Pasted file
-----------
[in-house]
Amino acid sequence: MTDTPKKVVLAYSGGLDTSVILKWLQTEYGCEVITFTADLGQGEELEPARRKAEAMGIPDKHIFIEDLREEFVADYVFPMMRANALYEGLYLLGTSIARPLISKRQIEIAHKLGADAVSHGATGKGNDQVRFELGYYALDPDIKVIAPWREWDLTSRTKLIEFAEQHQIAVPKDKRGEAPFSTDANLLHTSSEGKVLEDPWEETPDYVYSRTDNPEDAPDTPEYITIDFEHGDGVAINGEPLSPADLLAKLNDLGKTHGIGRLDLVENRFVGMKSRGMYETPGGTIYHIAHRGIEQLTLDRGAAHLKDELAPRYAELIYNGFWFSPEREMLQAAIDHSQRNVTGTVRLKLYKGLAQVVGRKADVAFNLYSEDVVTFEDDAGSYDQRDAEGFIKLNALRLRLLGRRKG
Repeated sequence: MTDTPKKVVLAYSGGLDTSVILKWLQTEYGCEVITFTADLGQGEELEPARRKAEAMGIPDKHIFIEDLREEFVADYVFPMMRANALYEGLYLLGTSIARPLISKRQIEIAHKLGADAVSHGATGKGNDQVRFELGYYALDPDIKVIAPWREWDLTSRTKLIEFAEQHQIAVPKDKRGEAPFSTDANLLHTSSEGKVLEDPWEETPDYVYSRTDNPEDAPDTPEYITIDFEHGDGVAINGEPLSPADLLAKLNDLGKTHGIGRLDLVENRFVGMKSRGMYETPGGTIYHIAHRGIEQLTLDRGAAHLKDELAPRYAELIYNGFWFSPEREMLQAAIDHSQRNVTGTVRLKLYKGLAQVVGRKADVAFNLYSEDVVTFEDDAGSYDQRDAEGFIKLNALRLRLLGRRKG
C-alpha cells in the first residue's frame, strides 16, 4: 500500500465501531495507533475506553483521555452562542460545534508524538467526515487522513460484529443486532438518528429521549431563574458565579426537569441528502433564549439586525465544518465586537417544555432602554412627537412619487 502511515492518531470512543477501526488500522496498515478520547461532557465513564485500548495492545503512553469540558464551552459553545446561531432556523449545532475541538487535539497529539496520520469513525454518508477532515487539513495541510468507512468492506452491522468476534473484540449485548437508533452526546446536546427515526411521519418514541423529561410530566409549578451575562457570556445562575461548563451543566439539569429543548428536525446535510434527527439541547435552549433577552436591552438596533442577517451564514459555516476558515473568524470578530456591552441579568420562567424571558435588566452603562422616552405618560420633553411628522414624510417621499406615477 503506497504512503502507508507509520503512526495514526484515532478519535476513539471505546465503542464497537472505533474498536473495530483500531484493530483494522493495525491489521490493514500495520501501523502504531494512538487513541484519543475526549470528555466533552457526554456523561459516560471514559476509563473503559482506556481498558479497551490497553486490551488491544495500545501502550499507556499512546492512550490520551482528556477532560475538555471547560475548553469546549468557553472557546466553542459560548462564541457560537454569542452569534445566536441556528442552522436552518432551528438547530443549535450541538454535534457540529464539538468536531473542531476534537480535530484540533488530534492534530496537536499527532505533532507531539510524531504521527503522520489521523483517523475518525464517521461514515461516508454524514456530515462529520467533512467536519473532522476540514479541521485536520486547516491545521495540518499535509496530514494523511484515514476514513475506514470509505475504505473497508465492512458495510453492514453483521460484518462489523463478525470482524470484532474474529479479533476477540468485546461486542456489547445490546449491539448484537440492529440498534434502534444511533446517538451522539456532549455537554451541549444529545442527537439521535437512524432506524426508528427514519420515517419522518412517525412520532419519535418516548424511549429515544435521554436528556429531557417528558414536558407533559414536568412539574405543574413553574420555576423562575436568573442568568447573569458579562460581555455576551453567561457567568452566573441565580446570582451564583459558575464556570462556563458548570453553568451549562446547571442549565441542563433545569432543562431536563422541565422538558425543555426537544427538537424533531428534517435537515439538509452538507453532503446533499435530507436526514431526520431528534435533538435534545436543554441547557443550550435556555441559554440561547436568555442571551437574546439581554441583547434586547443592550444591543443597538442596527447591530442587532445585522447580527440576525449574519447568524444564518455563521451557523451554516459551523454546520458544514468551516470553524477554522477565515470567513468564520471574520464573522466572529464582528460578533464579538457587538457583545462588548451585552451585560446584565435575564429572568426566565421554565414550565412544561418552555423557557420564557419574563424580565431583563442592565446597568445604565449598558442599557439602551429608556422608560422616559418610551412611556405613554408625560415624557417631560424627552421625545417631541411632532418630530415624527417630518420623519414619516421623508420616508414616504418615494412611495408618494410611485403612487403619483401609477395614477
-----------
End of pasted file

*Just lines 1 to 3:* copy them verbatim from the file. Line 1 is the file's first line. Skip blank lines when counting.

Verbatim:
[in-house]
Amino acid sequence: MTDTPKKVVLAYSGGLDTSVILKWLQTEYGCEVITFTADLGQGEELEPARRKAEAMGIPDKHIFIEDLREEFVADYVFPMMRANALYEGLYLLGTSIARPLISKRQIEIAHKLGADAVSHGATGKGNDQVRFELGYYALDPDIKVIAPWREWDLTSRTKLIEFAEQHQIAVPKDKRGEAPFSTDANLLHTSSEGKVLEDPWEETPDYVYSRTDNPEDAPDTPEYITIDFEHGDGVAINGEPLSPADLLAKLNDLGKTHGIGRLDLVENRFVGMKSRGMYETPGGTIYHIAHRGIEQLTLDRGAAHLKDELAPRYAELIYNGFWFSPEREMLQAAIDHSQRNVTGTVRLKLYKGLAQVVGRKADVAFNLYSEDVVTFEDDAGSYDQRDAEGFIKLNALRLRLLGRRKG
Repeated sequence: MTDTPKKVVLAYSGGLDTSVILKWLQTEYGCEVITFTADLGQGEELEPARRKAEAMGIPDKHIFIEDLREEFVADYVFPMMRANALYEGLYLLGTSIARPLISKRQIEIAHKLGADAVSHGATGKGNDQVRFELGYYALDPDIKVIAPWREWDLTSRTKLIEFAEQHQIAVPKDKRGEAPFSTDANLLHTSSEGKVLEDPWEETPDYVYSRTDNPEDAPDTPEYITIDFEHGDGVAINGEPLSPADLLAKLNDLGKTHGIGRLDLVENRFVGMKSRGMYETPGGTIYHIAHRGIEQLTLDRGAAHLKDELAPRYAELIYNGFWFSPEREMLQAAIDHSQRNVTGTVRLKLYKGLAQVVGRKADVAFNLYSEDVVTFEDDAGSYDQRDAEGFIKLNALRLRLLGRRKG